Closest Tube:  Liverpool Street Stn.

13 comments on “Devonshire Square & The East India Company Warehouses

  1. LonSton
    October 17, 2013
  2. Chris
    October 26, 2013

    My first job on leaving school in 1972 was at no. 13, Devonshire Square. I was working for a Naval charity, Greenwich Hospital, who had offices there, although the majority of the building was occupied by the Coopers Company. This was somewhat fitting as I had spent the previous six years attending the Coopers Company school (although it was pure coincidence that I was sent to work there!).

    My husband and I met at 13 Devonshire Square in 1974, and we always make the point of taking a little nostalgia trip there whenever we’re in London. The changes to the Square are vast since the days that we were working there, although it’s always gratifying to see that no. 13 is still standing and looking good!

      October 26, 2013

      Chris, thanks for your comment. Its always great to get a personal story that links to these places. I appreciate you reading the blog, Ian.

      • William Highley
        April 23, 2015

        I have just come across your website.

        My 4xGreat Grandfather Charles William Steer was living at 10 Devonshire Sq. in the early 1800s. He died in 1810 and the house was sold in 1811. He was a silk Merchant . I went to Devonshire Sq. a few years ago to see where he lived but couldn’t see no 10. I wonder if it had been knocked down and warehouses built on the site of the house? If anybody knows I would be grateful to hear from them. Kind Regards, William Highley

      • Margaret Makepeace
        April 27, 2015

        The India Office Records at the British Library has some deeds and other records for Devonshire Square listed in the online catalogue

  3. Margaret Makepeace
    November 5, 2013

    You can read about the East India Company labourers who worked in these warehouses here:

      November 5, 2013

      Thank you for your comment and for reading my blog. I appreciate it, Ian.

  4. And so says Sierra
    November 12, 2013

    I’ve been to Devonshire Square so many times after work for a drink and had absolutely no idea of its rich history! Funny to think that The Magpie used to be an important ambulance station, now it’s full of pervy brokers on a Friday afternoon! The churches in the City are also fascinating, St Sepulchre-without-Newgate is one of my favourites.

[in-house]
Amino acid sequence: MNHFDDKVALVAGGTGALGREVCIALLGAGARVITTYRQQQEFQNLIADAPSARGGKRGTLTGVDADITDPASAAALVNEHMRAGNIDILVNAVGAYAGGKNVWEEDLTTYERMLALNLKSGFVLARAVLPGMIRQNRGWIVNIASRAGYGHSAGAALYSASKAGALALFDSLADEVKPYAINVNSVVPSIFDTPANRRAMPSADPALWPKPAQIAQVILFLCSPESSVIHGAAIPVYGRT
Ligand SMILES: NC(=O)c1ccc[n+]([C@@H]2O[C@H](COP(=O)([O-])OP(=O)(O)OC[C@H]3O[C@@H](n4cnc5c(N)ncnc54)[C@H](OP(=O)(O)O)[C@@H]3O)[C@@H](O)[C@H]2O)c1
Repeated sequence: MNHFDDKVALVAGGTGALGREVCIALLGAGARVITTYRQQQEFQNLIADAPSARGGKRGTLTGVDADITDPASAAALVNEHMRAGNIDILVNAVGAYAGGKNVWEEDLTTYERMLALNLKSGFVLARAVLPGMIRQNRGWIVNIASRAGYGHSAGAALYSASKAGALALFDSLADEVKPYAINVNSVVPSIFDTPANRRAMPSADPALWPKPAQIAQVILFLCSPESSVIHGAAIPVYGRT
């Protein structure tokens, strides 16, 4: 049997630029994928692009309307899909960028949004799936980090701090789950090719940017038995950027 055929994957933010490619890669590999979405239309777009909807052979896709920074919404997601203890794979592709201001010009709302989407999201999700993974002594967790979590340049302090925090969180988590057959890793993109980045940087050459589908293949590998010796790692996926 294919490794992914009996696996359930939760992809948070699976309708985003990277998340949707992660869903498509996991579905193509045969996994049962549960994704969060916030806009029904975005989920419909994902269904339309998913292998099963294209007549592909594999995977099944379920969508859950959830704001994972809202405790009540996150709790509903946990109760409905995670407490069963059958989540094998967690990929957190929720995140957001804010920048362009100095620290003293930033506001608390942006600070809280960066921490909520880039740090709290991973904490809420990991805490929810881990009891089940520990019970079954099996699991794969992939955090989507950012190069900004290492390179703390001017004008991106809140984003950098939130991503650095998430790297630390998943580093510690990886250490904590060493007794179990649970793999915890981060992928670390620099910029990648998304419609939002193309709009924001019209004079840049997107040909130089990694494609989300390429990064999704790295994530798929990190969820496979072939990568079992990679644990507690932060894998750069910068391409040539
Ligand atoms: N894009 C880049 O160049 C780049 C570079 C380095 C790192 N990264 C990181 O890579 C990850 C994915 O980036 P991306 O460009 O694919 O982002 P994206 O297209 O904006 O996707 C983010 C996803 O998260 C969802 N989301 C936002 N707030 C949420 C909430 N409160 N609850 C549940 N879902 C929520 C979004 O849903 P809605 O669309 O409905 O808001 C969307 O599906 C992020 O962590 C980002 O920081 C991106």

November 12, 2013

      I always think a little bit of history makes the places around us more interesting. Thank you for commenting and reading my blog. ATB, Ian

  5. Pingback: The East India Company ~ new beginnings for this historically important company. | London Unveiled

  6. David Dyson
    December 31, 2015

    Interesting blog. My father was for many years the cellar manager for the very traditional wine firm of Cockburns of Leith, whose cellars were in the old PLA warehouse. I used to work there in school/college holidays in the early 1960s, and well remember the Dickensian atmosphere, which was totally unchanged from Victorian times, dirty, damp, with filthy brickwork and cobbled yards – and absolutely wonderful! We bottled wines there, which came in hogsheads, sherry butts and port pipes, in the days before most wine was chateau-bottled. Naturally the wine had to be tasted, to make sure it was okay…. The firm had a shop in Cutler Street with wood-panelled tasting and boardrooms, (most definitely not a wine bar).

    Other firms, above the cellars, were occupied by oriental carpet merchants, and there was a highly secure warehouse for opium and similar goods for the pharmaceutical industry, whose deliveries were made with police escorts. In fact the whole place was highly restricted for access, and seemed a world away from the busy City streets.

    There was a story, probably apocryphal, that the warehouses were used for housing French prisoners of the Napoleonic war. Have you come across that?

      January 1, 2016

      Thanks for your interesting comment. I’ve not heard about usage during the Napoleonic Wars so will leave that to any other readers to comment on.

    October 13, 2017


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This entry was posted on October 17, 2013 by in City of London, Historic Buildings, Pubs of interest, Restaurants, Shopping and tagged , , , .